Germany: Neighbourhood Centres A Complex Issue
Abstract:Germany's complex history reflects also on the development of neighbourhood centres. This starts with the ambivalent and controversial significance of the word neighbour which itself had been misused during times of dictatorship. Confronted with different political systems and ideologies, urban planning has been challenged to offer attractive living conditions for people while achieving architectural objectives at the same time. The complex situation of neighbourhood centres is analysed in this article on the basis of one example from West and one from East Germany. Looking at Halle-Neustadt in the east and Frankfurt-Nordweststadt in the west, the obvious failure of both concepts is explained from the social and political changes over the last decades. Today, both centres are commercialized and have to face the German present where demographic changes, international migration and high mobility are dominating urban life.
Document Type: Research Article
Publication date: 2006-04-01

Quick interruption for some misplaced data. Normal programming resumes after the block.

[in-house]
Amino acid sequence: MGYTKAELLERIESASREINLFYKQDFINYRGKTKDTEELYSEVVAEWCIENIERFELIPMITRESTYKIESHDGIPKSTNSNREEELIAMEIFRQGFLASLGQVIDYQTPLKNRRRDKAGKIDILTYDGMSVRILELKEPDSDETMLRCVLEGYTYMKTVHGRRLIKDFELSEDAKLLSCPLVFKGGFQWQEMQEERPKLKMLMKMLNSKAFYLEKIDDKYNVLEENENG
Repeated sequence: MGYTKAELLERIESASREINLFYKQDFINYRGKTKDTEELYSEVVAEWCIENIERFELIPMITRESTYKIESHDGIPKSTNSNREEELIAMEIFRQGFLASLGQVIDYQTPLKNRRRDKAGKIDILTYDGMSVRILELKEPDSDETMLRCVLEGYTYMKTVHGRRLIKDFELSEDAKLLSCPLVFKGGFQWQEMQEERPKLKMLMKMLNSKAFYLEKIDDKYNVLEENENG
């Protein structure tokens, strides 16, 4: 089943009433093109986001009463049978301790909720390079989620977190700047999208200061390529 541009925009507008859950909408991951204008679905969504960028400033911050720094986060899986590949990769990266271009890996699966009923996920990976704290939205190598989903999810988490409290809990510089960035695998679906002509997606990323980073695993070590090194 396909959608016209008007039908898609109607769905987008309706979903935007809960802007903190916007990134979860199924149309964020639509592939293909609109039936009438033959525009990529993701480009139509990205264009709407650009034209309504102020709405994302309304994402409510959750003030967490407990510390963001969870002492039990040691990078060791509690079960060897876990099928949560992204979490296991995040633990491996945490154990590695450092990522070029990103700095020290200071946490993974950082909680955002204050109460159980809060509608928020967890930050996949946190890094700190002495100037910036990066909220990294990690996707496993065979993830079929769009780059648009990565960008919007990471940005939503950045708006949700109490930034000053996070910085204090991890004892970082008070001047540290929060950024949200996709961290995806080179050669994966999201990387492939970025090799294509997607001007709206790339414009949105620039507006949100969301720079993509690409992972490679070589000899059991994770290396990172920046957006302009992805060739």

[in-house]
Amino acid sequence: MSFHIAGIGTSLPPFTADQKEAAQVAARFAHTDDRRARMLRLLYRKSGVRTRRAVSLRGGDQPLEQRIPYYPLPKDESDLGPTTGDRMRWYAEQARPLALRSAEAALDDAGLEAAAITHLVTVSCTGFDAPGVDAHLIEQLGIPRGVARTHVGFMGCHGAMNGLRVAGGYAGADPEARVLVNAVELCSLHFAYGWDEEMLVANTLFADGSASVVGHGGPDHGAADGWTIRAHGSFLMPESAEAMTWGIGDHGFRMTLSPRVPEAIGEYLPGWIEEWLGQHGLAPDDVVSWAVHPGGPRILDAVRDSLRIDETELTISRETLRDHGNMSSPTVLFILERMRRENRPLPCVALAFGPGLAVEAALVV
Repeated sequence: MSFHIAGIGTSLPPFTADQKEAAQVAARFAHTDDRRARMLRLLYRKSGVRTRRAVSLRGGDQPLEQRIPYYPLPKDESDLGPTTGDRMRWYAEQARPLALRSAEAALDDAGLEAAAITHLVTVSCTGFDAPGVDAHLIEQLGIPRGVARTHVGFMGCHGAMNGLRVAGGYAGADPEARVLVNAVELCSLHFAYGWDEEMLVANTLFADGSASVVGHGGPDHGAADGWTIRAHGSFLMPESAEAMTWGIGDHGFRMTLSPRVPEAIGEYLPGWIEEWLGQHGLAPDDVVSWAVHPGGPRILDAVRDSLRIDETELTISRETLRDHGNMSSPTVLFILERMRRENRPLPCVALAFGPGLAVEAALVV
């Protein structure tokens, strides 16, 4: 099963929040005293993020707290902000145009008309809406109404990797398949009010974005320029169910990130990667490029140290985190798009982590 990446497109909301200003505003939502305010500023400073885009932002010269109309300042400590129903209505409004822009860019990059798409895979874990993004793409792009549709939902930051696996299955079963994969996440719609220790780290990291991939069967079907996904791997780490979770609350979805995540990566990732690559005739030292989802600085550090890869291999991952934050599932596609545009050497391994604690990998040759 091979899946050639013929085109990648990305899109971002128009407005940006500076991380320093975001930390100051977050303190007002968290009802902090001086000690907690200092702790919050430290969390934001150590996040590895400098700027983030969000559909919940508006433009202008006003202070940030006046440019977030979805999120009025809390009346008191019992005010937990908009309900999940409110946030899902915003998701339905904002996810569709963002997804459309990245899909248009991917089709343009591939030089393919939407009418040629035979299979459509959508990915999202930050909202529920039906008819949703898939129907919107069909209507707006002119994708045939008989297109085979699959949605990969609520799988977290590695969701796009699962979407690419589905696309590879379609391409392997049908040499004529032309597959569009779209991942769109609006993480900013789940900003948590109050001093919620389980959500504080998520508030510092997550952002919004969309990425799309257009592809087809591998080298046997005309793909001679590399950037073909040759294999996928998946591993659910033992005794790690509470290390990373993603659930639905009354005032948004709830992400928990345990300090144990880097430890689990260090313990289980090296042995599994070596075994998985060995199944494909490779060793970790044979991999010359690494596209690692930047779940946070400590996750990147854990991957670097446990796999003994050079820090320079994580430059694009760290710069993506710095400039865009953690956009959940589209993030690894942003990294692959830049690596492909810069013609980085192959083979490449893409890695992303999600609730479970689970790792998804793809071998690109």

Built Environment is published quarterly in March, June, September and December. With an emphasis on crossing disciplinary boundaries and providing global perspective, each issue focuses on a single subject of contemporary interest to practitioners, academics and students working in a wide range of disciplines. Issues are guest-edited by established international experts who not only commission contributions, but also oversee the peer-reviewing process in collaboration with the Editors.
Subject areas include: architecture; conservation; economic development; environmental planning; health; housing; regeneration; social issues; spatial planning; sustainability; urban design; and transport. All issues include reviews of recent publications.
The journal is abstracted in Geo Abstracts, Sage Urban Studies Abstracts, and Journal of Planning Literature, and is indexed in the Avery Index to Architectural Publications.
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